Their Second Opinion

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Surgeons, critics, novelists. Kalpish Ratna are two people with one fierce byline. Gaurav Jain profiles a writing partnership across continents

SOMEWHERE SAUL Bellow says that a writer should be like your surgeon — you should be able to trust her enough to let her take your hand and lead you away. Lifelong friends Kalpana Swaminathan and Ishrat Syed are used to the advantage. They’re both active paediatric surgeons who write jointly under the takhallus Kalpish Ratna. They’re one of our most enjoyable storytellers and prolific writers, but as fellow-critics point out, they’re regarded much more strongly as literary critics. Why then have few people outside the country’s hardened literary crowd ever heard of the pair?

More readers are likely to know Mumbai-based Kalpana, 54, who also writes under her own name. She won the Crossword Vodafone Fiction Award in August for her short story collection Venus Crossing. Her 13 books include murder mysteries, short stories and children’s fiction. Her Lalli detective novels have been translated into several languages. Kalpana’s writing partner Ishrat, 52, has participated in several photography exhibits and spends half the year each in Mumbai and Mississippi. He’s never published anything alone, though for 30 years he’s been privately translating (and retranslating) Ghalib.

Kalpish Ratna, “that fabulous writing beast” turns 14 this year. They have published six books for adults, including a health compendium, a history of Mumbai’s epidemics and a thriller novella as well as 10 titles in Puffin’s Panchatantra series. This year they published their most expansive project yet — a medical, historical and literary mystery called The Quarantine Papers (QP). Over the years they’ve edited the Books section of The Sunday Observer and written a dozen newspaper columns. More than anything else, the Kalpish Ratna name rests on their mordant book reviews.

Here is what a book review looks like in most Indian publications — one-fourth plot description, one-fourth generic praise, one-fourth minor censures and a mutually congratulatory wrap-up. It is common to blame publishers and readers for cleaving to the lowest common denominator, but our critics are the most culpable. After all, they volunteered to discern through the culture clutter. Their unwillingness to do their only job absolves the publishers and readers too.

MOST PROFESSIONAL reviewers are fence-sitters safe in their tinny insulation of ‘objectivity’. When they do take a position, they say things imprecisely without attention to style, language and without quoting evidence. Ishrat likens Indian reviewing to “chaatna”(sucking up), saying, “Most reviews are not honest. They’re doing convenient reviews, they don’t want to ruffle feathers. Most are a rehash of book jackets and publicity material.”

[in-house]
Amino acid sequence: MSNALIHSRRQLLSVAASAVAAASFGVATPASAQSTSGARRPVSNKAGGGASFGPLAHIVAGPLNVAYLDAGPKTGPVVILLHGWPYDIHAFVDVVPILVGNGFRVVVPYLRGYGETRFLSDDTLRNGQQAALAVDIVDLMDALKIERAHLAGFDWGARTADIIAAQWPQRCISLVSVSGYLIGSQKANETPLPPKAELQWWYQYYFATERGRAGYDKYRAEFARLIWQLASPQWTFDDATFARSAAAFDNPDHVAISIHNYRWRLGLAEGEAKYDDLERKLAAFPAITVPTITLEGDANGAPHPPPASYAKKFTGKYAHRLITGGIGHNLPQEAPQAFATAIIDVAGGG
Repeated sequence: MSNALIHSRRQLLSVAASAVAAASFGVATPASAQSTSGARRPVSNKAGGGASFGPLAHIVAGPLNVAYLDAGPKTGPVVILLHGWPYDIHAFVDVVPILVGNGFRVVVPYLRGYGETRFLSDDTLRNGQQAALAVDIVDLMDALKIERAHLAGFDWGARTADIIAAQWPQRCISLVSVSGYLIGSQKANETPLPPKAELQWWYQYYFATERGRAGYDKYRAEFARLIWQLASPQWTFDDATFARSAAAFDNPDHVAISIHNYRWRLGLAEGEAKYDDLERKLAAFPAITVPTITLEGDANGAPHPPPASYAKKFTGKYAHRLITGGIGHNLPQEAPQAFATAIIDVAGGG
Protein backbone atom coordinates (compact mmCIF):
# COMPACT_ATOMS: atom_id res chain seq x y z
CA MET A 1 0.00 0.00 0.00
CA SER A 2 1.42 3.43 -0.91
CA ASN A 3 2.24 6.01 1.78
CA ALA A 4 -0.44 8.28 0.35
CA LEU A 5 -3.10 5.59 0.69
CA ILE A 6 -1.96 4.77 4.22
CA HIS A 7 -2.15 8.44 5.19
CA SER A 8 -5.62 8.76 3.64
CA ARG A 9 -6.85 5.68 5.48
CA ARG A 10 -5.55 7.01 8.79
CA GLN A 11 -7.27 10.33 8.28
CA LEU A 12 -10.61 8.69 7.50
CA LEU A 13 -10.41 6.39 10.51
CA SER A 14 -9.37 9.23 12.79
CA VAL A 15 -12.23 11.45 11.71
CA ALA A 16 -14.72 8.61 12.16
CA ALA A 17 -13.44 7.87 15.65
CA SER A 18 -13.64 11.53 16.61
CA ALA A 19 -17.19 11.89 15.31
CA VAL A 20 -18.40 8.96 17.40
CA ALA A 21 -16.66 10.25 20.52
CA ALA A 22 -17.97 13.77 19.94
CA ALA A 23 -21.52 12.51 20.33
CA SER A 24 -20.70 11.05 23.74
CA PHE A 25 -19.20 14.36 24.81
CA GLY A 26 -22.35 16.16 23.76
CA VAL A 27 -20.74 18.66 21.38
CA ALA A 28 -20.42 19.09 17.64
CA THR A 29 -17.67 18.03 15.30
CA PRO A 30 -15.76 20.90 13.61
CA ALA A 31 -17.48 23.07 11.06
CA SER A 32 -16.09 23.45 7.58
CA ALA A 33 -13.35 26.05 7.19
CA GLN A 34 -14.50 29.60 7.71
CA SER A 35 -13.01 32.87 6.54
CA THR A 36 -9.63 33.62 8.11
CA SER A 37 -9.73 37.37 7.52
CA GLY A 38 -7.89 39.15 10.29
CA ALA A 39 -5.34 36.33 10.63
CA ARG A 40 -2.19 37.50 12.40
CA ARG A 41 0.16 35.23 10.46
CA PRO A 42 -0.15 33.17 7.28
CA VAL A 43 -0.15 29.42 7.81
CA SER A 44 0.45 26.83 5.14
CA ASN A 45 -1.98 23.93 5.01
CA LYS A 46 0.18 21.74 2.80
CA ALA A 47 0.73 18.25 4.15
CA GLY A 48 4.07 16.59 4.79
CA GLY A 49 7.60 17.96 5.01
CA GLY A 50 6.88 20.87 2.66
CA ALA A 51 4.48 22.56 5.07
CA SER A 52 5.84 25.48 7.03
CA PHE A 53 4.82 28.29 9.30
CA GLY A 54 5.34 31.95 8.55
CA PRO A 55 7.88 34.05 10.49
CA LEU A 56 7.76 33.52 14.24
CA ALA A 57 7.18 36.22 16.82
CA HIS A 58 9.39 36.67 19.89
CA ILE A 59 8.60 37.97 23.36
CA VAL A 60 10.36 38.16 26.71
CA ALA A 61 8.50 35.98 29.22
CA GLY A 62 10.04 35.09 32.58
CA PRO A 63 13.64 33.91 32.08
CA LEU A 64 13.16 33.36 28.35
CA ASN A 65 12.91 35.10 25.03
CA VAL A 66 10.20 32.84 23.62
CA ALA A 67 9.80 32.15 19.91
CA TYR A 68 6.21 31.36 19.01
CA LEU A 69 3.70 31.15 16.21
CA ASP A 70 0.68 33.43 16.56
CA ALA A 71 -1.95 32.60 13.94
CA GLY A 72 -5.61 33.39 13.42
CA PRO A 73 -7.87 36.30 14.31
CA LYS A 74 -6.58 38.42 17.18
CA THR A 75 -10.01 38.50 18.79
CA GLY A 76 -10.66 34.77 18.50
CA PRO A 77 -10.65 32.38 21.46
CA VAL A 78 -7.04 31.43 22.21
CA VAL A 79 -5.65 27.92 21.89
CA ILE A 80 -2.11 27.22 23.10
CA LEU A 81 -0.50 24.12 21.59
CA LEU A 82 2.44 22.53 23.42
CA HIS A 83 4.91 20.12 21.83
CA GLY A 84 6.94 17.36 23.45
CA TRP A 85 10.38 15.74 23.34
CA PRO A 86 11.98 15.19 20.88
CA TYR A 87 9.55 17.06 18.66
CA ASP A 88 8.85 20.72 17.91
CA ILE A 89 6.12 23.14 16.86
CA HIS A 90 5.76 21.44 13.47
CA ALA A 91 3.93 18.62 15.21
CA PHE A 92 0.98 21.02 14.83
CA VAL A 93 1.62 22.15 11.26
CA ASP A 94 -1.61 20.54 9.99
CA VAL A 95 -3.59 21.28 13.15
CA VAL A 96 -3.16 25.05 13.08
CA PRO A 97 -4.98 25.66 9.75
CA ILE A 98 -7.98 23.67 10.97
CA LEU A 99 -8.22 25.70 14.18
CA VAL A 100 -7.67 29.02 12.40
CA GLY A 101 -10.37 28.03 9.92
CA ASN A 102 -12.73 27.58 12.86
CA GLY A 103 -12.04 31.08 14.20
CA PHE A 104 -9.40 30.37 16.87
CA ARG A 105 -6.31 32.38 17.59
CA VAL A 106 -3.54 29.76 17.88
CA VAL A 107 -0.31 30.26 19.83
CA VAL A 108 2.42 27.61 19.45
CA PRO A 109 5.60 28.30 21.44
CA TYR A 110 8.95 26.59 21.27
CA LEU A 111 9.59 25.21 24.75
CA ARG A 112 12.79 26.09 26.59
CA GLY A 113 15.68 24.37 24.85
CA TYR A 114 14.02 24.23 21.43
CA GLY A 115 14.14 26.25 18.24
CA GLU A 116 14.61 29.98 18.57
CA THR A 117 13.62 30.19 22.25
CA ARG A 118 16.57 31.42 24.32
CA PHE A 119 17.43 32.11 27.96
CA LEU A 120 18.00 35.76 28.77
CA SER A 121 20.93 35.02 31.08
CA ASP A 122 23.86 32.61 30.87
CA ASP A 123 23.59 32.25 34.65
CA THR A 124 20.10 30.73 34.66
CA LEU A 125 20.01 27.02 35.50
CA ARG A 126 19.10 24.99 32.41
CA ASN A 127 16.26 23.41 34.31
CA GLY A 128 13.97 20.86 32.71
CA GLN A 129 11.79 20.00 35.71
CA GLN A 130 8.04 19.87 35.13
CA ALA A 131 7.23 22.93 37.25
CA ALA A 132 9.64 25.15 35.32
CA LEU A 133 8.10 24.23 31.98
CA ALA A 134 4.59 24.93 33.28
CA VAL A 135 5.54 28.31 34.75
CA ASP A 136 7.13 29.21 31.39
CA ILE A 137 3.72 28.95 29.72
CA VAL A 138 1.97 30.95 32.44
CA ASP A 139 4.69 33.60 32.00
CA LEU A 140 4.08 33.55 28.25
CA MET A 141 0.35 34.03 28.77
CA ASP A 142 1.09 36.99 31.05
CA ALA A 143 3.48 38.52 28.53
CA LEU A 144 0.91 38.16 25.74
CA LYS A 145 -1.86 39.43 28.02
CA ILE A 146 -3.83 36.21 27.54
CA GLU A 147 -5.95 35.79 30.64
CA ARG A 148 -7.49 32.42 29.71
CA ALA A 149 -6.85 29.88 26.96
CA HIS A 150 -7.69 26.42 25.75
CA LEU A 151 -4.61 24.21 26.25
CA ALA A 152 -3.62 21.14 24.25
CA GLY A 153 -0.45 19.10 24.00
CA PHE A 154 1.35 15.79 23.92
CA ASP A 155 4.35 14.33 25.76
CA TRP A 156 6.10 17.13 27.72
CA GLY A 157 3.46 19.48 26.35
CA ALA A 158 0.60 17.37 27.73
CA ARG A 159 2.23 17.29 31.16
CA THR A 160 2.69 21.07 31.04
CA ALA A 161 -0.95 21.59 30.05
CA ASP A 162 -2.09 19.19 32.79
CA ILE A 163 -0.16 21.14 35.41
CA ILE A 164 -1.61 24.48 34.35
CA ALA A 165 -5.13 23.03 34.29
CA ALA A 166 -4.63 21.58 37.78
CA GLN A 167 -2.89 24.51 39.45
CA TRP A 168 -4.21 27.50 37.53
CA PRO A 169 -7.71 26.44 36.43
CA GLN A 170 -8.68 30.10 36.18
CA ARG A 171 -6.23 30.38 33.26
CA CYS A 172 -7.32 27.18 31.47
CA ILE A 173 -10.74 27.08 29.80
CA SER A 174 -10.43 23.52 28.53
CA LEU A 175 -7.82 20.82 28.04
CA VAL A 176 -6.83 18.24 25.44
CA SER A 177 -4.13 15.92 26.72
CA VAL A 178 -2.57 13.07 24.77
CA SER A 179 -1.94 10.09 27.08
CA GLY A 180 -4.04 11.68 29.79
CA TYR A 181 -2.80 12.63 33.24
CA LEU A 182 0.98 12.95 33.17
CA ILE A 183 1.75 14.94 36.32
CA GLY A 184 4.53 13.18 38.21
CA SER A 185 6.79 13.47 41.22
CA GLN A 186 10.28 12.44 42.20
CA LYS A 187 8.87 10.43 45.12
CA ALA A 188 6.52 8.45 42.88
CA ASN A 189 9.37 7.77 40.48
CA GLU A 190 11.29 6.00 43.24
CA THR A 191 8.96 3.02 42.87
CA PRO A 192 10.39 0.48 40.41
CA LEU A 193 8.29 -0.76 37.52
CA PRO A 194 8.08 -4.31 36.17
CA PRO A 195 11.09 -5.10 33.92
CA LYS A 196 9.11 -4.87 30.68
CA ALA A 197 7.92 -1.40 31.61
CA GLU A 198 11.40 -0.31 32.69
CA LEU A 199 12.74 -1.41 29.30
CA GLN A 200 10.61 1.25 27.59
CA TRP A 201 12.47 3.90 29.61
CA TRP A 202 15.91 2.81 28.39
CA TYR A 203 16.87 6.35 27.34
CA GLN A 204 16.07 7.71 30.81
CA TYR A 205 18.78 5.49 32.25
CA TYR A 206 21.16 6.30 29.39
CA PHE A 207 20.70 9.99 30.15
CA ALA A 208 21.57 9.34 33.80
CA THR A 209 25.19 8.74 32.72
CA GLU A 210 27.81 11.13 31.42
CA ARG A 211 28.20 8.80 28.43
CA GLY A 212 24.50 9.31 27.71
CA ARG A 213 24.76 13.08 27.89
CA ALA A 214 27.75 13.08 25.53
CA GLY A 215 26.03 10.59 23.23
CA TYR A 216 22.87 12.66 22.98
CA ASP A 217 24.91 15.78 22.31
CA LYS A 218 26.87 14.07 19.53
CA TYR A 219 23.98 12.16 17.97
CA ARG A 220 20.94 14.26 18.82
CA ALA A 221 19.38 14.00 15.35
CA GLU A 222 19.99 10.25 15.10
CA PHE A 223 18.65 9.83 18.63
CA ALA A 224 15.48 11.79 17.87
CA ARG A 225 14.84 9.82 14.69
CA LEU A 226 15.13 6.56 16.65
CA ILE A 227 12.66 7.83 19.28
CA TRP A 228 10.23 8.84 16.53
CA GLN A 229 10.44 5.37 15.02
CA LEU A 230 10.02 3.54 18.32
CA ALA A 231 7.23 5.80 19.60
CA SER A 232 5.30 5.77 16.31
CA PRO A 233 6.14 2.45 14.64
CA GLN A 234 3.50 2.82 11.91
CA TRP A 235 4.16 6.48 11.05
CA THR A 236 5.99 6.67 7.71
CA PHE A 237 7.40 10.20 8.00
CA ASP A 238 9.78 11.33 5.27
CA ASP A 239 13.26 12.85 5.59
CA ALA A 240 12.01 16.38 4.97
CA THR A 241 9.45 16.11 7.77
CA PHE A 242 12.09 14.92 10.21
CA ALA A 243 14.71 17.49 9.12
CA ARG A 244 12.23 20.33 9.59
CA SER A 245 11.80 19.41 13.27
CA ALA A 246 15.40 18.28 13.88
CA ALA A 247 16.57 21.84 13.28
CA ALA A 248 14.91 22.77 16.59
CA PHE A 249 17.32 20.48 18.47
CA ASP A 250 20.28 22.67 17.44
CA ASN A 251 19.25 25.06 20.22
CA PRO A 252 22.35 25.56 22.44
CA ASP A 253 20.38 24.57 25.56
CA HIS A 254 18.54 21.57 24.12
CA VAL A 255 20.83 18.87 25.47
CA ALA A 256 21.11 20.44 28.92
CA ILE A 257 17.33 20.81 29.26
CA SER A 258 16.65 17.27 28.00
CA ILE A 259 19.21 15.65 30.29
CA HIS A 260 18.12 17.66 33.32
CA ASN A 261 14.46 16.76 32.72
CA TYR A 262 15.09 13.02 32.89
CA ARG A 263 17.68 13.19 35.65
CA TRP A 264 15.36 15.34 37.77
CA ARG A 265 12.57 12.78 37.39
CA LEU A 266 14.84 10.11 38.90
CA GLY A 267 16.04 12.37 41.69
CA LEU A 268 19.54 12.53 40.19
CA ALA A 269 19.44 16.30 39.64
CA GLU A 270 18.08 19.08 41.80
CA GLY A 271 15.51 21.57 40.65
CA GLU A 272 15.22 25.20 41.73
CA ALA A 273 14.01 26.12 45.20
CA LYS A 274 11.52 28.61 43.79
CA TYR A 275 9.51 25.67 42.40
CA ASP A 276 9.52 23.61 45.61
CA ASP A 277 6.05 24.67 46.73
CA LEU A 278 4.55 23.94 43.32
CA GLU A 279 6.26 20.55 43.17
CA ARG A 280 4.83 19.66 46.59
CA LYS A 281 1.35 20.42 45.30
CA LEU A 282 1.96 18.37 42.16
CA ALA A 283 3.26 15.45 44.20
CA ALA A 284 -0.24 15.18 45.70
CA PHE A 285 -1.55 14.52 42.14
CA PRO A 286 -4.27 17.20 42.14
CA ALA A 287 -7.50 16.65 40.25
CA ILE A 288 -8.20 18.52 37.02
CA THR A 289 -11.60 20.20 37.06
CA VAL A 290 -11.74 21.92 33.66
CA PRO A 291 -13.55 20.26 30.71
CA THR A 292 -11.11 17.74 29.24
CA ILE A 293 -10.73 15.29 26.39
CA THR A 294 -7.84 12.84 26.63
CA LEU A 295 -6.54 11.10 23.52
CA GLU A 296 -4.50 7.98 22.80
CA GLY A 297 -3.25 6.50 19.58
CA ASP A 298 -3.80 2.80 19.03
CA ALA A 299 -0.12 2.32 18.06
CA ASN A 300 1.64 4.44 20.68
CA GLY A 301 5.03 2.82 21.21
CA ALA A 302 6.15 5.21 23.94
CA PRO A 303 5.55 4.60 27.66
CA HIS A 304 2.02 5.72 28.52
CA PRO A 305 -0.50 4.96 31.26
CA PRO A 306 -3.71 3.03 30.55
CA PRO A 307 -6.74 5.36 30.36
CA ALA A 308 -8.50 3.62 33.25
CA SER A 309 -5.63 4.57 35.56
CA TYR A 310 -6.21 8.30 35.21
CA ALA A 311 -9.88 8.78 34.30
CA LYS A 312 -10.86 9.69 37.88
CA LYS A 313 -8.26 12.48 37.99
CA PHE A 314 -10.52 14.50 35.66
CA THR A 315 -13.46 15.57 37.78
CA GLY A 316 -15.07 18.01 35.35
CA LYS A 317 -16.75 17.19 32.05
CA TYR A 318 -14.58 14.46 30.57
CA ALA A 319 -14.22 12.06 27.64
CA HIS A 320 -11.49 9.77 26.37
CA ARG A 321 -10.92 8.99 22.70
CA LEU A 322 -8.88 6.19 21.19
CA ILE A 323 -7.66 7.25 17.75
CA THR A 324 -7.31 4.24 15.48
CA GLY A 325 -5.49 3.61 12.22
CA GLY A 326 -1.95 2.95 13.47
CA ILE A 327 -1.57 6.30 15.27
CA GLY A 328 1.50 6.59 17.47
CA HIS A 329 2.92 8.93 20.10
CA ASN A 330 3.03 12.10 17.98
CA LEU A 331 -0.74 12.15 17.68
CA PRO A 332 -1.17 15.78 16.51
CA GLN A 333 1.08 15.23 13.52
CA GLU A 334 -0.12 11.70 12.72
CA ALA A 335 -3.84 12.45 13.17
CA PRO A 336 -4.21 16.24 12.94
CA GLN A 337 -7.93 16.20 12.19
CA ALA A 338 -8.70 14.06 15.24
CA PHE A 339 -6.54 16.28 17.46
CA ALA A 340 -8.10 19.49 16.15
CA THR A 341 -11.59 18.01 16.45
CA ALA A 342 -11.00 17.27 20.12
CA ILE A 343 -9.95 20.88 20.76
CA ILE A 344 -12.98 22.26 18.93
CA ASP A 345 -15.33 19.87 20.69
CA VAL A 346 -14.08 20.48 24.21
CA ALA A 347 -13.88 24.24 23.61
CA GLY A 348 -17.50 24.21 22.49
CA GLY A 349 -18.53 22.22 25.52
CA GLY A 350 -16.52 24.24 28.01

Contrastingly, Kalpish is unbothered with trumpets of foreign praise or enormous advances. Critic Nilanjana Roy agrees that their judgement is not always agreeable but always compelling. Witness when Kalpish calls Sarita Mandanna’s book “the juvenile effusion of a distinctly un-precocious schoolchild” or accuses Amit Chaudhuri’s last novel of “lassitude” where “convoluted sentences obscure the moment’s luminosity, and a sly malice does duty for wit”.

The duo follows an almost unheard-of discipline for reviews. First, they try to understand an author’s backlist and context as much as possible. (For Anjum Hasan’s A Lunatic in My Head, Kalpana tried digesting some Pink Floyd and heavy metal.) Next, both claim to read a book twice if they’re favourable to it, and four or five times if they’re going to pan it. Only then do they write the review, irrespective of its length.

“You only get an impression the first time (you read),” explains Kalpana. “When you’re hungry, everything tastes good. If you really want to judge a dish, you must eat it when your stomach is full.”

Like many with a mask of severity, Kalpana can surprise you with her sudden japing. She speaks in rotund sentences and Oxonian phrases (“chappie”); her nervous energy and ‘posh’ accent leave you uncertain if she’s about to claw you or kiss you.